5 Ingredients That Make Us Proud to Be American

5 Ingredients That Make Us Proud to Be American

Cecilia Estreich Jun 27 , 2016

Just in time for 4th of July weekend, we have a round-up of our 5 top ingredients that make us proud to be American! Check them out. 

Cortez Bottarga 


Where: Cortez, FL

What: This traditional grey mullet bottarga (bottarga de muggine, if you’re feeling fancy) is handmade using the same methods that fishermen have for centuries.  The mullet is fished with hand-cast nets and brought to the dock within hours.  The roe is immediately harvested, salted, pressed and set to dry resulting in some of the highest quality bottarga on the market.

Why: Cortez, Florida native Seth Cripe started making bottarga in 2007 to support his friends’ and family’s fisherman lifestyle.  Armed with the knowledge that his village exported major quantities of grey mullet to Europe and Asia, he made it his mission to start processing bottarga domestically.  Nine years later, his “poor man’s caviar” has won accolades among chefs like Christopher Kostow of Meadowood and is the most environmentally sustainable option on the market.

Young Mixed Head Lettuces, Norwich Meadows


Where: Norwich, NY

What: This mix of organically grown young lettuce heads will change throughout the growing season.  Eating it has reminded us of how lettuce is supposed to taste.

Why: Because, like most of us, Norwich Meadows farmer Zaid Kurdieh came from an immigrant family who passionately took up the work of making America his home.  His intense love of the land can be seen in his growing philosophy and stewardship of the soil.

Mangalista Lardo, Salumeria Biellese


Where: New York, NY

What: This lardo is cured using a heritage Austrian pig breed in the famed style of Lardo di Colonnata inTuscany.  Despite all the European-sounding words in the prior sentence, it is 100% American down to the Mangalista fatback. 

Why: Salumeria Biellese has been making traditional Piedtmontese charcuterie since the early 20th century, but in 2002 the business was almost wiped out by new regulations introduced by the USDA.  The regulations had an industrial producer in mind and were impossible for small operations to implement.  Instead of lying down, owner Marc Buzzio enlisted a team of Chicago scientists to demonstrate that his centuries old method of dry-curing salami created a product that was completely safe for consumption.  If that’s not the American rebel spirit, we don’t know what is.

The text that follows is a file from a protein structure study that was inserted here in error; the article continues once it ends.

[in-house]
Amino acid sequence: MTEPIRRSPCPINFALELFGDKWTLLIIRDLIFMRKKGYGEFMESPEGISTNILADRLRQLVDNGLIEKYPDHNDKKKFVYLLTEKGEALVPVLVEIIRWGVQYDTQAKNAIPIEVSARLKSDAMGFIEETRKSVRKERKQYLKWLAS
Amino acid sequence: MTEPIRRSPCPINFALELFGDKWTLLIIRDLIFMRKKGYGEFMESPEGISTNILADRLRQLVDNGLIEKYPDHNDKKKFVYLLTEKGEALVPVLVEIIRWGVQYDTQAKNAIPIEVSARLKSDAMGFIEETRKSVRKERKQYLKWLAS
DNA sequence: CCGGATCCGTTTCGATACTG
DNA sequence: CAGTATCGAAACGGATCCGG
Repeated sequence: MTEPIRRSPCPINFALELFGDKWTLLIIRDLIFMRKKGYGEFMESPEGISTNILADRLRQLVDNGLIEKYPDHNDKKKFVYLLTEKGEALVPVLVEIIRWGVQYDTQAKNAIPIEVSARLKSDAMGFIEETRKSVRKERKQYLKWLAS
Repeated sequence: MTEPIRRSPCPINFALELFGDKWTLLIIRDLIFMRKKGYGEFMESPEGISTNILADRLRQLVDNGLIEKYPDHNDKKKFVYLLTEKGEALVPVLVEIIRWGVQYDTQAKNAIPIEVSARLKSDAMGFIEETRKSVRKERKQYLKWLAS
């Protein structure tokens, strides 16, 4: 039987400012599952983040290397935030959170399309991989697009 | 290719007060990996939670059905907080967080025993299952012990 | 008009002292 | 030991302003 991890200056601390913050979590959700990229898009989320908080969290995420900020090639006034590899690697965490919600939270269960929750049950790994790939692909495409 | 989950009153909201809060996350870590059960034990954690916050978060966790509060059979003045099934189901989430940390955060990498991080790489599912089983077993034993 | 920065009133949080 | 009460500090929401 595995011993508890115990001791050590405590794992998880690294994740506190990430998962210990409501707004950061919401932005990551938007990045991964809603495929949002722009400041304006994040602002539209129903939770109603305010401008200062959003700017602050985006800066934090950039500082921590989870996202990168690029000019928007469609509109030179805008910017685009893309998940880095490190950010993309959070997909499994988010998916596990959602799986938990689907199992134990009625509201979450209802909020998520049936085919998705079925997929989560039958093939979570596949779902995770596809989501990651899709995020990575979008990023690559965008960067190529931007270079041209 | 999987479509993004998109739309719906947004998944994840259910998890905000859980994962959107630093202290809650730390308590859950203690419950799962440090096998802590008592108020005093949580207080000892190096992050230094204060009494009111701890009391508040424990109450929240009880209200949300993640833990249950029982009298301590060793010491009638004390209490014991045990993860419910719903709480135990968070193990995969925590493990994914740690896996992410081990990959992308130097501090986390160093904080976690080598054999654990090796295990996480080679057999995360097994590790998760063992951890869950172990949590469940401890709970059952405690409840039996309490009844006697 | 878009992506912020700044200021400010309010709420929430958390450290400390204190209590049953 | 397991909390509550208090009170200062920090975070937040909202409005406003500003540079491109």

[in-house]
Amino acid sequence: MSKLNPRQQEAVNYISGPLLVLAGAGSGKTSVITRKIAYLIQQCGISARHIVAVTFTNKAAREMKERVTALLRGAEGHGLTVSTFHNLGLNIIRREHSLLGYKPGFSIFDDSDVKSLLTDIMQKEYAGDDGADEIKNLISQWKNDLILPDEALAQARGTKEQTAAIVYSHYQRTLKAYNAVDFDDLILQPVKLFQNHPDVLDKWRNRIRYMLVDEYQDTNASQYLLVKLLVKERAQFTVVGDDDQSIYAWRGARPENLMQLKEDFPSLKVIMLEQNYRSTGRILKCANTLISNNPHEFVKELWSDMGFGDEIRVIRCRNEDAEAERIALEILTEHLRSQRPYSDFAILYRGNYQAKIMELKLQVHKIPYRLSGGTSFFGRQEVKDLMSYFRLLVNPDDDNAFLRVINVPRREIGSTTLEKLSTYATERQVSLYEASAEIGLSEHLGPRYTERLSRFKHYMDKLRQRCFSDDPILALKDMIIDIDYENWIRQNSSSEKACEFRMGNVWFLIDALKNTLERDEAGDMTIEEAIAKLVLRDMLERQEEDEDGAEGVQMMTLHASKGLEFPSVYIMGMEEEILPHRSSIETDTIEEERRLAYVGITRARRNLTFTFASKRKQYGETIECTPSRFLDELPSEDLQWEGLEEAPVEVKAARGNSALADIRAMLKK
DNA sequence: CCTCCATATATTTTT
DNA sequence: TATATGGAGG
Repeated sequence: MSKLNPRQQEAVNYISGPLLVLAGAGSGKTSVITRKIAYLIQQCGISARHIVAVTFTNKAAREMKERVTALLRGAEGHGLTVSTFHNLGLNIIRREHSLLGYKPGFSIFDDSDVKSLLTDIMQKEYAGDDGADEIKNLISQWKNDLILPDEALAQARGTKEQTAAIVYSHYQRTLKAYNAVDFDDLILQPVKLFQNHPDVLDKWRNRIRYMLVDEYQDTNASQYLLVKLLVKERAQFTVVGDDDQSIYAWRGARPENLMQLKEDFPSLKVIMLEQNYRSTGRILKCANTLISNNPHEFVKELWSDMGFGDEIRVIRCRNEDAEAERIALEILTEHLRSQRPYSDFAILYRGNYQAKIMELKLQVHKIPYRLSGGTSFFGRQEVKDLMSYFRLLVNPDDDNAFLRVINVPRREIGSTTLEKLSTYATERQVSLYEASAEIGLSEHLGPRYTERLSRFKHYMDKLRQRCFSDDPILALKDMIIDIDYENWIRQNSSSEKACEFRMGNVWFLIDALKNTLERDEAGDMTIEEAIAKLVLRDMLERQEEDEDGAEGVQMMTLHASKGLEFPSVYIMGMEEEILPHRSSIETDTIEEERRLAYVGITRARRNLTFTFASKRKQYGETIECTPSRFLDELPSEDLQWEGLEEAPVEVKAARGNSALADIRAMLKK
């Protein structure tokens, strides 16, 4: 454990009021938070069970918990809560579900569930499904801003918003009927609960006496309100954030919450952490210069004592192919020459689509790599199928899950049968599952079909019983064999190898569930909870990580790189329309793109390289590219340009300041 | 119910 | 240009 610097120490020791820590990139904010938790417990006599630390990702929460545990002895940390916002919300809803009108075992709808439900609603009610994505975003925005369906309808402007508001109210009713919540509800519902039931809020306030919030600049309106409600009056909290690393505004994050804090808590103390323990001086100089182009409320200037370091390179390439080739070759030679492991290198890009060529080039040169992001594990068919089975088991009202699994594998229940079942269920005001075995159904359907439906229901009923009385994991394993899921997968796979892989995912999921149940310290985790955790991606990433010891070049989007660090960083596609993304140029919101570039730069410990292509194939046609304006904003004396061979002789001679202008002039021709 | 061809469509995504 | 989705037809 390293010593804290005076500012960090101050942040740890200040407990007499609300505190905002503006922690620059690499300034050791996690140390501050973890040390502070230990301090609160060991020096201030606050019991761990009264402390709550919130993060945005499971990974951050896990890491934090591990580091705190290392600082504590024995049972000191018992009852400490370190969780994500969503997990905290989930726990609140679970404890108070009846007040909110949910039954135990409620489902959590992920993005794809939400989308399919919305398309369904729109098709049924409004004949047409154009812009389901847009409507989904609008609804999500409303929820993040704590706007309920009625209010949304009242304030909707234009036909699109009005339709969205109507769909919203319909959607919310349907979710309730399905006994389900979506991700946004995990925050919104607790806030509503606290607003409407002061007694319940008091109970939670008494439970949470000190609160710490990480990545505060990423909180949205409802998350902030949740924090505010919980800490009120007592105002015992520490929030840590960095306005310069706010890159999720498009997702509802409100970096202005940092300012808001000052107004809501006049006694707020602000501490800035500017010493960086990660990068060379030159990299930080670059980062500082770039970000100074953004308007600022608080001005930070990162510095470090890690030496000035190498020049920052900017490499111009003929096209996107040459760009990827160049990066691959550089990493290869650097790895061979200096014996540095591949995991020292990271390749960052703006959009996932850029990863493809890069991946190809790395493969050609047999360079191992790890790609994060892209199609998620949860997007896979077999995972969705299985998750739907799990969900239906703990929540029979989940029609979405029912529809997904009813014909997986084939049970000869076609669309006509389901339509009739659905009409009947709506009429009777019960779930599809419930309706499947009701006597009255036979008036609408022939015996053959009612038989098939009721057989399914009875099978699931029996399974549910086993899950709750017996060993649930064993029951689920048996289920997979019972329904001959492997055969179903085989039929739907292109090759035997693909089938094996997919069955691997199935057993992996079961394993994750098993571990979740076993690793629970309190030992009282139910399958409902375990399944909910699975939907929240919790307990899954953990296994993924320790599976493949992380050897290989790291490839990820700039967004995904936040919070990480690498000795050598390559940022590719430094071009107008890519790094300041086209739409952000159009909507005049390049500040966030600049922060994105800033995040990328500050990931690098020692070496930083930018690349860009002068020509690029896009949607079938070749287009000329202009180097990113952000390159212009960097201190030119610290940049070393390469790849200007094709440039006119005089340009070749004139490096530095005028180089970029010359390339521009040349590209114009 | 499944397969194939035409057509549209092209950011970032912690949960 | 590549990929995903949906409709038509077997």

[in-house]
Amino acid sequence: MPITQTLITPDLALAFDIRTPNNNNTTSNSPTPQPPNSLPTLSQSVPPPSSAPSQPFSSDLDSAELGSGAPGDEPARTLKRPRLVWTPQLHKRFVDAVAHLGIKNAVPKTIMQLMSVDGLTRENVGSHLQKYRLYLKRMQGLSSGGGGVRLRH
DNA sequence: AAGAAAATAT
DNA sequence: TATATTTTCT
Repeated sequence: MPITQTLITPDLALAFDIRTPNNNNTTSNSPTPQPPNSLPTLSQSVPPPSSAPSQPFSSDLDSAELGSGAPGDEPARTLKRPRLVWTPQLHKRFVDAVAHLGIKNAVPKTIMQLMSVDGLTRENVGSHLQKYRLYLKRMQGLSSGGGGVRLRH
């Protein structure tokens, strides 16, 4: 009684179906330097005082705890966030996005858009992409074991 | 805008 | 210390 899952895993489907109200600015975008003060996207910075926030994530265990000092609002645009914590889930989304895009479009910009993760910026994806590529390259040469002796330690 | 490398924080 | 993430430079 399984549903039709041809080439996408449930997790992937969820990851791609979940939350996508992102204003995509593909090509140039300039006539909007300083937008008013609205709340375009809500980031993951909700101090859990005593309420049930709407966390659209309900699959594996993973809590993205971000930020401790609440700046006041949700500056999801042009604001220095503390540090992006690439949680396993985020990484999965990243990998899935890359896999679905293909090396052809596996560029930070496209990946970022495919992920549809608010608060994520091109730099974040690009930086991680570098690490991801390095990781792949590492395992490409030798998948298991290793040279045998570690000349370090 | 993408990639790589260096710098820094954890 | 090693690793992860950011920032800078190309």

Off-Centered Beer Pickles, Brooklyn Brine


Where: Brooklyn, NY

What: Classic Brooklyn Brine deli pickles with a twist.  The Off-Centered Beer pickle is infused with Dogfish Head Craft Brewery’s 60 Minute IPA and Cascade hop oil.

Why: Brooklyn Brine and Dogfish Head have independence written into their corporate DNA.  Both companies have received numerous acquisition offers, but have refused them all in the name of freedom (though Dogfish did sell a 15% ownership to an investment firm in 2015).  Their collaboration is an optimistic example of how companies can support each other in the pursuit of developing a hit product.

St. Stephen, Four Fat Fowl 


Where: Stephentown, NY

What: A bloomy rind cheese made with Jersey cow’s milk and cream.  The earthy rind gives way to buttery, milky nuttiness. It’s pretty much a perfect cheese.

Why:  Because the owners of this farmstead cheese operation are building a business from the ground up, while staying conscientious of their community.  Their goal is to scale, while maintaining their dedication to quality and local sourcing.  Their name was even inspired by a benevolent Dutch colonialist in the Hudson Valley who gave long-term tenants on his land “four fat fowl” a month.



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